Since 1986, Anonymous 4 has been performing medieval chant, Renaissance polyphony and contemporary music with a timeless sound in sold-out concerts and on best-selling CDs.
Who would have thought that the austere sound of ancient music would strike such a chord with modern audiences?
Perhaps it’s because the music’s serenity and spirituality are exactly what this harried 21st century world needs.
The Friends of Chamber Music will present Anonymous 4 in a special Christmas concert, “On Yoolis Night,” Sunday, Dec. 14, at the Cathedral of the Immaculate Conception. Kansas City’s Roman Catholic cathedral will be the perfect setting for the four singers as they perform Christmas songs, carols and motets from the British isles.
Kansas City Symphony: “Christmas Festival”
The Kansas City Symphony really knows how to put on a Christmas party.
This year’s “Christmas Festival” will be conducted by Aram Demirjian, who will lead the orchestra, the Kansas City Symphony Chorus, the Allegro youth choir, the Rezound handbell ringers and vocalist Whitney Claire Kaufman in a tinsel-trimmed blow-out guaranteed to give any Grinch the Christmas spirit.
Organist Jan Kraybill will also be on hand to add a festive blast to the proceedings and, of course, the man with the bag is sure to make an appearance.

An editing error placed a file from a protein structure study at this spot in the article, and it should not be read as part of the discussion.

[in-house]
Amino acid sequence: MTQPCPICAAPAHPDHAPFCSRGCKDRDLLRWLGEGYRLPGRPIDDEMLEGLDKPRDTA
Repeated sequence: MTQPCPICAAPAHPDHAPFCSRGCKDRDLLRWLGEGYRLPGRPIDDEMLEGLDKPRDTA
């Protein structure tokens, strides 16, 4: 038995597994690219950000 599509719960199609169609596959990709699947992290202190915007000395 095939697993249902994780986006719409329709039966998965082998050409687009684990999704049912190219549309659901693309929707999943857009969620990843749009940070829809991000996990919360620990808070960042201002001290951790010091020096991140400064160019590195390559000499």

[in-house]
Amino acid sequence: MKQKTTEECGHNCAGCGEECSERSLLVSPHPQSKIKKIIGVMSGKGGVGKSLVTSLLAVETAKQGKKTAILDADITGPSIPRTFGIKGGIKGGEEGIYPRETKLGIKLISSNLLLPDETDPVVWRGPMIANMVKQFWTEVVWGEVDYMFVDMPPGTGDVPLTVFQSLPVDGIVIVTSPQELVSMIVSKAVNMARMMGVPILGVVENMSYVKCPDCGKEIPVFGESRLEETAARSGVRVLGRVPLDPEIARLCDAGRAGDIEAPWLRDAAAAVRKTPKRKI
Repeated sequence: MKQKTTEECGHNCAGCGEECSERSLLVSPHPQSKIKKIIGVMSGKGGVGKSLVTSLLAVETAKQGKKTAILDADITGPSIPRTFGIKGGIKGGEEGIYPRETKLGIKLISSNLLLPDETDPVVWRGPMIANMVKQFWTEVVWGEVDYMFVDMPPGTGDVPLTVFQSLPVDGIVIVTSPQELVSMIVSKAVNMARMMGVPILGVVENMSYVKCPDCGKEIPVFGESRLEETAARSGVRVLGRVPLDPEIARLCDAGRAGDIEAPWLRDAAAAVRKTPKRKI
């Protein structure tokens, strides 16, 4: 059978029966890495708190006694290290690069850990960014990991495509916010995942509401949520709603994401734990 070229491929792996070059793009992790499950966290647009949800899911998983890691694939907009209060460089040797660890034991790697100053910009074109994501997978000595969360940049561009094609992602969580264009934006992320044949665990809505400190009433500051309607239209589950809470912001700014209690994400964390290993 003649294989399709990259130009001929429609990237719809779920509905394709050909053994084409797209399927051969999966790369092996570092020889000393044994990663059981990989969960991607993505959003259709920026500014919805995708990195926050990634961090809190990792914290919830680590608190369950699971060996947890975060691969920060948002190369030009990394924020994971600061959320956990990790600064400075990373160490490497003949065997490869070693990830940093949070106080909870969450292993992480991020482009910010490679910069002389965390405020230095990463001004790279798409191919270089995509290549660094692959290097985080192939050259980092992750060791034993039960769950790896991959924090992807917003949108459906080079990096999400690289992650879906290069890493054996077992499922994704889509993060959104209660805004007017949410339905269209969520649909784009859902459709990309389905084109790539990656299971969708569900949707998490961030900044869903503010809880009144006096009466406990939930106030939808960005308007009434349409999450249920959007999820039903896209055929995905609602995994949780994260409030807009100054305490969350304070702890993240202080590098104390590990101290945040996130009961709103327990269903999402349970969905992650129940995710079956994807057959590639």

Harriman-Jewell: The King’s Singers
The King’s Singers and Christmas just seem to go together. The English Christmas carol tradition flows like wassail in the veins of these four merry gentlemen.
The Harriman-Jewell Series will present the King’s Singers in a special holiday concert Saturday at the Folly Theater.
For the past 50 years, the Harriman-Jewell Series has presented a special Christmas concert. Clark Morris, the executive director of the series, wanted an extra special Christmas concert for its golden anniversary season, so he decided to present the King’s Singers. Good choice.
The group will not only sing popular carols but also more rarefied, lofty selections such as Herbert Howells’ “A Spotless Rose” and Francis Poulenc’s “Un soir de neige.”
Ensemble Iberica: “Kilmore Carols”